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Mindfulness for the Wallflower

Meditation is at the core of a new generation of treatments for social anxiety.

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<em>Edit Article</em> Mindfulness for the Wallflower

longing by Tina S. Lassiter

Kevin Schjerning, a 48-year-old film and video editor, doesn’t simply dislike social gatherings; he finds them overwhelming. “I basically feel claustrophobic,” he says. “I have to get out of there.”An estimated 22 million people in the U.S. have social anxiety disorder, an intense and disabling fear of being judged or humiliated in social situations. Living with this disorder can make day-to-day social interactions a painful challenge. Even the prospect of meeting a friend for lunch might be daunting.The most common treatment for this problem has been cognitive-behavioral therapy, which teaches the socially anxious to challenge and question their own negative thinking. But a new generation of researchers is finding that mindfulness training can help people like Kevin overcome this debilitating condition.“Mindfulness is paying attention on purpose, without trying to get to some goal or escape anything,” explains Steve Flowers, the author of The Mindful Path through Shyness.Growing in popularity and use, mindfulness is often learned through meditation practice, in which one observes an experience—starting …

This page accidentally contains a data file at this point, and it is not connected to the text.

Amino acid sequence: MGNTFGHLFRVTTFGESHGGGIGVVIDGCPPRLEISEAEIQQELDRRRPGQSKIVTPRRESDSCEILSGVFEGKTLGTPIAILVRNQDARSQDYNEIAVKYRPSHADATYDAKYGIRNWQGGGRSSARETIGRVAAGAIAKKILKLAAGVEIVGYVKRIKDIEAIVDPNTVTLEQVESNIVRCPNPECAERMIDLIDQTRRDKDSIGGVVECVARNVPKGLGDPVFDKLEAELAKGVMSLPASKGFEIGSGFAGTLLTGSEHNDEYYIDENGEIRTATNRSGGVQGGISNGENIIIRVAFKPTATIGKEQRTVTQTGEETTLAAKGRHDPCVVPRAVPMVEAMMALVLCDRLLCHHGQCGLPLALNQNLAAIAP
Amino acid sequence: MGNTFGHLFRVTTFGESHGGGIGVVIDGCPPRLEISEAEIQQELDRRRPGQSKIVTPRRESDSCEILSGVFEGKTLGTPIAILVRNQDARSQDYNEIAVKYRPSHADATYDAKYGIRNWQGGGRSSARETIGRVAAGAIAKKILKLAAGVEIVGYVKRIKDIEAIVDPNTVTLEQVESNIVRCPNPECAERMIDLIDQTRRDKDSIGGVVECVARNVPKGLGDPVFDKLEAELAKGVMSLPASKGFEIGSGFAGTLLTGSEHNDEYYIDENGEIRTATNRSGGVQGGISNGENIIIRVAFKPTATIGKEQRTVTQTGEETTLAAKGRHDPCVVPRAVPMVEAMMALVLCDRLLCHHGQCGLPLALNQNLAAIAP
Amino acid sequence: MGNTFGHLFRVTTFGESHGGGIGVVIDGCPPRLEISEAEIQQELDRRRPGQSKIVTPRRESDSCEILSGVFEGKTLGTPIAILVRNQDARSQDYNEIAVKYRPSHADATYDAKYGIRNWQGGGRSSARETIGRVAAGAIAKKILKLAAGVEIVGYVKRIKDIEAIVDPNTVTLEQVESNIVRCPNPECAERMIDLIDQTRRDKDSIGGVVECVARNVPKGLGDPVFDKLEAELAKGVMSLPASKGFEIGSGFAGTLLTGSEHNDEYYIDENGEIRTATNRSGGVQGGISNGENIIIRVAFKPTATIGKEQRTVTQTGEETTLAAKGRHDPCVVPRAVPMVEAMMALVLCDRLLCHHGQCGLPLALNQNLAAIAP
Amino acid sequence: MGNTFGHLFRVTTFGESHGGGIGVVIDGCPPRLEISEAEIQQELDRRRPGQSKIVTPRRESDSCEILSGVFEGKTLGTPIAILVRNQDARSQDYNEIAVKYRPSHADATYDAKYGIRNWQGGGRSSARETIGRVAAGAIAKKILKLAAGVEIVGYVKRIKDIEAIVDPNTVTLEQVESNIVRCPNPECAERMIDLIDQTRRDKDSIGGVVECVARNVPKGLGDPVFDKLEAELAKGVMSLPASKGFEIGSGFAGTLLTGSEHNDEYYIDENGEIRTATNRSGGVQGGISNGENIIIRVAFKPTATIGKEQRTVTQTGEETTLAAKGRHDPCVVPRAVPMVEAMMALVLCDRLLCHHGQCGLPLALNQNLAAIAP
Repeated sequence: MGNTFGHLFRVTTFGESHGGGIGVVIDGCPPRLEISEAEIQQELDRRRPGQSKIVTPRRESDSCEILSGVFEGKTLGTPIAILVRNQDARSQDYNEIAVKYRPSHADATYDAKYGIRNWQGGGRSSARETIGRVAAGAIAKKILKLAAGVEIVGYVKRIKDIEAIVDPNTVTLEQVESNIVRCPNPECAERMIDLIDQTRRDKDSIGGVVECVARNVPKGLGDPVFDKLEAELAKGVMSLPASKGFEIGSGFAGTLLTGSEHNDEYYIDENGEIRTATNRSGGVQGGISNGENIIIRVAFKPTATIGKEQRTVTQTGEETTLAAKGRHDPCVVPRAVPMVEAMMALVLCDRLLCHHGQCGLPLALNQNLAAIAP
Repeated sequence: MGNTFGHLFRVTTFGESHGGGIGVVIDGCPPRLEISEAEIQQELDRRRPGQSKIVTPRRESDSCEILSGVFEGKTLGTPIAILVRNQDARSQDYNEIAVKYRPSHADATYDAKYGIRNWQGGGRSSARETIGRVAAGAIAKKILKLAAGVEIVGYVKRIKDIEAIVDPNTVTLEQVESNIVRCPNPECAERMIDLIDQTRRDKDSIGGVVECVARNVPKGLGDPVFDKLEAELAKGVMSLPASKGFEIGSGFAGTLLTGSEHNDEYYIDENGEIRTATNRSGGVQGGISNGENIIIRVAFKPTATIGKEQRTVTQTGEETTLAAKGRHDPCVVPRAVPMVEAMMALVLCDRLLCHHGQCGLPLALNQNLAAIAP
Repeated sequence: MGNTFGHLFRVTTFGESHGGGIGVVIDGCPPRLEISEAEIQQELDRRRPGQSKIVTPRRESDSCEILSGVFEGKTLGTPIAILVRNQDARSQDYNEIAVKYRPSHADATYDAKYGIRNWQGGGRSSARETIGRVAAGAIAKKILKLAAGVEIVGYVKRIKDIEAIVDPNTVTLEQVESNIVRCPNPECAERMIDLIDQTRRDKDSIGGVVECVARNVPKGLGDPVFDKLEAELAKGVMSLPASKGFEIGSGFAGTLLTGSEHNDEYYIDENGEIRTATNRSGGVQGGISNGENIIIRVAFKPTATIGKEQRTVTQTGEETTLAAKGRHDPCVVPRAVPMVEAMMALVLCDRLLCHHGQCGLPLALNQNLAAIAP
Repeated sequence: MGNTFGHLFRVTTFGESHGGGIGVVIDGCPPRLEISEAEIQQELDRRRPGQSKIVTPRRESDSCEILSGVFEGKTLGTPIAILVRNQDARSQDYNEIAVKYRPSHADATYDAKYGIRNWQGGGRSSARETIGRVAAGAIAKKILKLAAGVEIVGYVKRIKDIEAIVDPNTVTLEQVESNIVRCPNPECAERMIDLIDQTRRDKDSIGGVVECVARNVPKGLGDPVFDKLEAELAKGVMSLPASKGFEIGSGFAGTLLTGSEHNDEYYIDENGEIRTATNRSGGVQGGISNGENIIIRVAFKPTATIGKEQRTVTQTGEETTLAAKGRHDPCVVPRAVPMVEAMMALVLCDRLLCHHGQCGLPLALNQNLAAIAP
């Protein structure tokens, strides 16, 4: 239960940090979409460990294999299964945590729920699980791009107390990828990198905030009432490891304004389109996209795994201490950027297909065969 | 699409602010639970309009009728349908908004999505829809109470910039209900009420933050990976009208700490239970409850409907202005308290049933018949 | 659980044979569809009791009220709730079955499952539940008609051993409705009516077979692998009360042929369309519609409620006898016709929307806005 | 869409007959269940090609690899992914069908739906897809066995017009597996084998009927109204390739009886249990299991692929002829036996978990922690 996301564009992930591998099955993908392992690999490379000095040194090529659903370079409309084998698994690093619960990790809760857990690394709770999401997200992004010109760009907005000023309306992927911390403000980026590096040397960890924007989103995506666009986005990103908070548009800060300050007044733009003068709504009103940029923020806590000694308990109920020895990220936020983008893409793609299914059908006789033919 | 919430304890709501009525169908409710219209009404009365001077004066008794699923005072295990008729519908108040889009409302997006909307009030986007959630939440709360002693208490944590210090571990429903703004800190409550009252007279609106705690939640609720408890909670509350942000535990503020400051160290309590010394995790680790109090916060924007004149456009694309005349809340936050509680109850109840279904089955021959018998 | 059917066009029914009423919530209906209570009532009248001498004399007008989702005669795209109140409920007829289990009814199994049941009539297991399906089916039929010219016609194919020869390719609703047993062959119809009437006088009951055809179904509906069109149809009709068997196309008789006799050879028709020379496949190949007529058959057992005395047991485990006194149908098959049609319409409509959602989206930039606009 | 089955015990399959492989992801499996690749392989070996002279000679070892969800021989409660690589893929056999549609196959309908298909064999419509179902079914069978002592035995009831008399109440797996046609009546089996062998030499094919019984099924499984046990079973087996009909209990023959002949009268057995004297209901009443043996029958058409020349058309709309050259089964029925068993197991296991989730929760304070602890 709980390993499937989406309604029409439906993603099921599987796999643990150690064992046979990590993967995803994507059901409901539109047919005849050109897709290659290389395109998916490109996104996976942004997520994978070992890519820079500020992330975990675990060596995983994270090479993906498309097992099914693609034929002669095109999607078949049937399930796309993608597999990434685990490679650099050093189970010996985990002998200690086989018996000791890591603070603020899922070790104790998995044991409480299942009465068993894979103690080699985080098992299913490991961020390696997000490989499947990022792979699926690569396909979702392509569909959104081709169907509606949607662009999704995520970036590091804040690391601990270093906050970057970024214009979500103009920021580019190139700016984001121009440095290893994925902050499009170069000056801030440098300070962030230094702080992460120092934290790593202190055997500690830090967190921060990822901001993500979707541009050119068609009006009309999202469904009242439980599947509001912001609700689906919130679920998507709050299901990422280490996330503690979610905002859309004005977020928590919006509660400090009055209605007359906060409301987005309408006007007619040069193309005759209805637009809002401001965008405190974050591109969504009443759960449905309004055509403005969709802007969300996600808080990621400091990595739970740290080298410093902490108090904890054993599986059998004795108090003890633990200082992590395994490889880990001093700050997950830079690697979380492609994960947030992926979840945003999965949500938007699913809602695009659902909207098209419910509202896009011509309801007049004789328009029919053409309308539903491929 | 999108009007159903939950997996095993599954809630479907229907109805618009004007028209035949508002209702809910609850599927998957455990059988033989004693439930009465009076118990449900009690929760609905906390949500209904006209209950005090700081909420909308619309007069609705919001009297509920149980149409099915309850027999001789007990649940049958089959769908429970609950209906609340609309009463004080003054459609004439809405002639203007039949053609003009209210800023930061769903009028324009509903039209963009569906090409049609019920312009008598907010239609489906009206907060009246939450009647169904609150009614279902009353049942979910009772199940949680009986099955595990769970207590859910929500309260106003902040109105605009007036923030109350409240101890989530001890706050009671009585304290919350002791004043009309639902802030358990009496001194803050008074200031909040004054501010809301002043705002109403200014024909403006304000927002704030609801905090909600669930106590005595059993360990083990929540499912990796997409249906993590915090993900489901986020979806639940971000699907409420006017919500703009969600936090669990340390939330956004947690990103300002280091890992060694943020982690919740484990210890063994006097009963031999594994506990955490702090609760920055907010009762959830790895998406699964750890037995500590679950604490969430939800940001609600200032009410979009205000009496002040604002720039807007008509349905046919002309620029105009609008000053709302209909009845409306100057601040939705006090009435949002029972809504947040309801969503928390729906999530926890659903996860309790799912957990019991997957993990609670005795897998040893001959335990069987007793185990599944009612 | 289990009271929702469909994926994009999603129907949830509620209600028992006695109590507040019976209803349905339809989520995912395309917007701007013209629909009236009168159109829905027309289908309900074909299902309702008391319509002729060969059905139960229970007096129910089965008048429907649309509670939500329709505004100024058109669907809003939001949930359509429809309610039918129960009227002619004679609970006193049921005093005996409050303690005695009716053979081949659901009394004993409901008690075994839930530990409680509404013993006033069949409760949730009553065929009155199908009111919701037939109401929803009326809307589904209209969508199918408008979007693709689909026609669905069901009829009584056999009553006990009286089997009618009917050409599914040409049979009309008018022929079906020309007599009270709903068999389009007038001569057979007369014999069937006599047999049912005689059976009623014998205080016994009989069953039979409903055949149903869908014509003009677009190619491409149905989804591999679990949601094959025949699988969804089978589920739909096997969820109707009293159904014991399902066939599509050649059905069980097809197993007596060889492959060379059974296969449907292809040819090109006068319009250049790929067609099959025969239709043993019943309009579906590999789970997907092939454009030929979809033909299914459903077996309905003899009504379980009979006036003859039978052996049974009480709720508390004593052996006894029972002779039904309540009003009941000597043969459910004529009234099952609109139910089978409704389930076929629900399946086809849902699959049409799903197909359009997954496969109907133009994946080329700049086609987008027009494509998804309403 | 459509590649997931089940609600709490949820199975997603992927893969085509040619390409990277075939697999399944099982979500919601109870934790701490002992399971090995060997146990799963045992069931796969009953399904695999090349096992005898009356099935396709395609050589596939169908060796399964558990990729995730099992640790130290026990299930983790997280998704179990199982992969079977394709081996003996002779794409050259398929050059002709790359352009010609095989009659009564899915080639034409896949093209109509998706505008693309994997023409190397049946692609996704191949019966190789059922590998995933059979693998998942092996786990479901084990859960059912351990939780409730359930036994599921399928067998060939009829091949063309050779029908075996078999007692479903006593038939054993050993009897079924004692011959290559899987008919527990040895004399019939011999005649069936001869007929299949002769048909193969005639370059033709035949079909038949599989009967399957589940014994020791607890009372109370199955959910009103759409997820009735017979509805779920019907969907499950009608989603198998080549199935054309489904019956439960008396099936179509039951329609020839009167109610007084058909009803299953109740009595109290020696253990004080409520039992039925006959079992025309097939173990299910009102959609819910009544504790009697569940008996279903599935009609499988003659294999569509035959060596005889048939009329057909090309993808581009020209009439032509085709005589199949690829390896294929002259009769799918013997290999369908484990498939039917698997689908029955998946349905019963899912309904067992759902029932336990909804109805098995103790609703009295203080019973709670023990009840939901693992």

Jason Drwal is a freelance writer, blogger, psychologist, and avid practitioner of mindfulness.


This entry is tagged with:
Social AnxietySocial Anxiety DisorderMindfulness

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